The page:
So, the image I am about to show you can be considered creepy by a lot of people, I suspect largely through social conditioning, but whatever the reason, I’m suggesting you get over it; the amount of information and fascination that can result is a lot more interesting and useful than shuddering and saying, “Ewwwww!” And it’s not all that bad anyway.
Several years back in the NC Botanical Garden, I spotted a curious spectacle supported high on the leaves of a local fern. This was in a protected area well off the boardwalk, and there was only so close I could get to it, and just one angle to work from, so this is all I have. It’s a nice illustration of natural processes, but possessed its own mystery.
As a moment’s examination will show, this is a cluster of ants cleaning the carcass of some small deceased animal, with just enough anatomical detail showing through in the remains. The forebody had since dropped to the ground or leaves below, and the few remaining bones up there were too scattered and obscured to provide any details. The whole frame isn’t more than 15 cm in length, so this is quite small. It was taken in August, so this doesn’t narrow down the choice of species too much – virtually everything is active in August.
I’m not a biologist, and my knowledge of the various species around here doesn’t extend to their skeletal structure very well, but I nonetheless hazarded a guess, for years, as to what the departed was. The pelvic girdle is what I was going on for my guesses, knowing that most birds would have a broader pelvis, and that long narrow structure seemed to tell me it belonged to a long narrow critter; I considered this very likely to be a green anole (Anolis carolinensis,) something that I’ve seen countless times within the garden. Any further bits that could be used for confirmation, such as the skull, feet, or tail, had all dropped away under the ministrations of the ants, but it seemed like the safest bet to me.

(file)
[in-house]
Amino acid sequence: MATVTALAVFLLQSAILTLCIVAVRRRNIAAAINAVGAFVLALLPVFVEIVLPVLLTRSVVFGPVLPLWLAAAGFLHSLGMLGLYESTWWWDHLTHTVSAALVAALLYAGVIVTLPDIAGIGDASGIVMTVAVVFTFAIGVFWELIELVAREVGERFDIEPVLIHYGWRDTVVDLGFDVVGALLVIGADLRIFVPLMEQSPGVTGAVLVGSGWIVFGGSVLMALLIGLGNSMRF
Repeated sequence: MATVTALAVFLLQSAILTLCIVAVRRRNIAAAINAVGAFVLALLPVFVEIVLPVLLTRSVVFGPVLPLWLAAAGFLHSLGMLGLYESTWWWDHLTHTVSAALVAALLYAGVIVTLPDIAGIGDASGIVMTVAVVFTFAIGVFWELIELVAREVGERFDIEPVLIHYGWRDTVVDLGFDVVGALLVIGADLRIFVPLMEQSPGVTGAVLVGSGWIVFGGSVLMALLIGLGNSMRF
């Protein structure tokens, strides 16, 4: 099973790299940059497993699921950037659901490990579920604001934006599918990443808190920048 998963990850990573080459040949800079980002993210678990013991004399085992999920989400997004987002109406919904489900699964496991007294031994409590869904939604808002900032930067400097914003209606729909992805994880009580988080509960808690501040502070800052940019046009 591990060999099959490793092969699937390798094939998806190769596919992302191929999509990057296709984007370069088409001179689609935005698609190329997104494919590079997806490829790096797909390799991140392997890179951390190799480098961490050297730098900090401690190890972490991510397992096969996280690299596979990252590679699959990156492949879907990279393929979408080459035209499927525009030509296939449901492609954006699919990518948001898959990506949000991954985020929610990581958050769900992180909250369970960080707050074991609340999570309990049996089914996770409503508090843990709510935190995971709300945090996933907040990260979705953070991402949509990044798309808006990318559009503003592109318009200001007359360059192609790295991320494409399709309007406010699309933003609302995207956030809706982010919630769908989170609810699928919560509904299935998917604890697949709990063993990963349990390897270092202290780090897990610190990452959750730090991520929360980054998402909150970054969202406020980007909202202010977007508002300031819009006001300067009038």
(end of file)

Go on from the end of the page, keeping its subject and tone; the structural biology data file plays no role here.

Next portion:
Until I got ready to post this photo, sitting in my blog folder waiting for the winter slow season, and I started trying to find illustrations of anole skeletons. I quickly discovered that my thoughts on the pelvis were wrong: anoles have very minimal pelvises, certainly not the elongated type seen in my photo. Scratch that idea.
The way the hind limbs were splayed brought another species to mind, and a search for that skeleton came a whole lot closer to the mark. Tree frogs (second specimen shown on that page, scroll down a little) have pelvic girdles of exactly that nature, which makes a kind of sense: it serves as the anchor for the strong hindleg muscles that propel their leaps. In my mind, it should have been wider since frogs are broader-bodied than anoles, but they’re really not – they just sit bunched up most of the time, yet when stretched out they’re pretty slim.
[By the way, one of these days I’m going to try out those oxidizing techniques shown on that page, because I’ve always wanted a preserved skeleton of something. We’ll just have to see what I find dead but intact.]
Which species of treefrog isn’t something that can be answered, I think, from the minimal remains – we have both green (Hyla cinerea) and Copes grey (Hyla chrysoscelis) treefrogs around here, and their body structures are very similar. And how the frog died in that position and didn’t fall from the swaying leaves – that’s another question, one I’m not even going to try tackling. It seems like the ants made quick work of it though, since I doubt it would have remained long there given any rains or stiff breezes. Just one of those curious finds, right place, right time.